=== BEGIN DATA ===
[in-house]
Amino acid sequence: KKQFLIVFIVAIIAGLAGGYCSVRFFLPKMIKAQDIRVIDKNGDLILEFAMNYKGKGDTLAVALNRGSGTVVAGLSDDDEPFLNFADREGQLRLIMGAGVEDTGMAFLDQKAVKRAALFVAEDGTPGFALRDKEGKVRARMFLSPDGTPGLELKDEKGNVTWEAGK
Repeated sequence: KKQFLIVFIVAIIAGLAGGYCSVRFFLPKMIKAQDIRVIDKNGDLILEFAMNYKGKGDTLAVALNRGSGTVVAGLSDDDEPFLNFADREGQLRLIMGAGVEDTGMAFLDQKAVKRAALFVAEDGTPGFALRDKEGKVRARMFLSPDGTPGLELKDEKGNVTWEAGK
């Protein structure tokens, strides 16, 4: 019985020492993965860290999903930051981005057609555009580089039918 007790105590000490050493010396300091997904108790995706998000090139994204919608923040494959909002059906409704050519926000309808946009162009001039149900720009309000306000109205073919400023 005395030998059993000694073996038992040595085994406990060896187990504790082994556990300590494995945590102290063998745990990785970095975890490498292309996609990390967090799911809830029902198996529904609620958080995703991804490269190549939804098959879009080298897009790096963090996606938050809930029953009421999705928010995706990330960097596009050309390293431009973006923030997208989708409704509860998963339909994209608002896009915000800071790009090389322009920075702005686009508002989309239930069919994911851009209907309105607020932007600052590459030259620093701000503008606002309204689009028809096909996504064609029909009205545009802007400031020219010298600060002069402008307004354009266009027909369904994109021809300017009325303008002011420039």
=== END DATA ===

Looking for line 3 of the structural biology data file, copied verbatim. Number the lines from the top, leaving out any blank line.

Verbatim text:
Repeated sequence: KKQFLIVFIVAIIAGLAGGYCSVRFFLPKMIKAQDIRVIDKNGDLILEFAMNYKGKGDTLAVALNRGSGTVVAGLSDDDEPFLNFADREGQLRLIMGAGVEDTGMAFLDQKAVKRAALFVAEDGTPGFALRDKEGKVRARMFLSPDGTPGLELKDEKGNVTWEAGK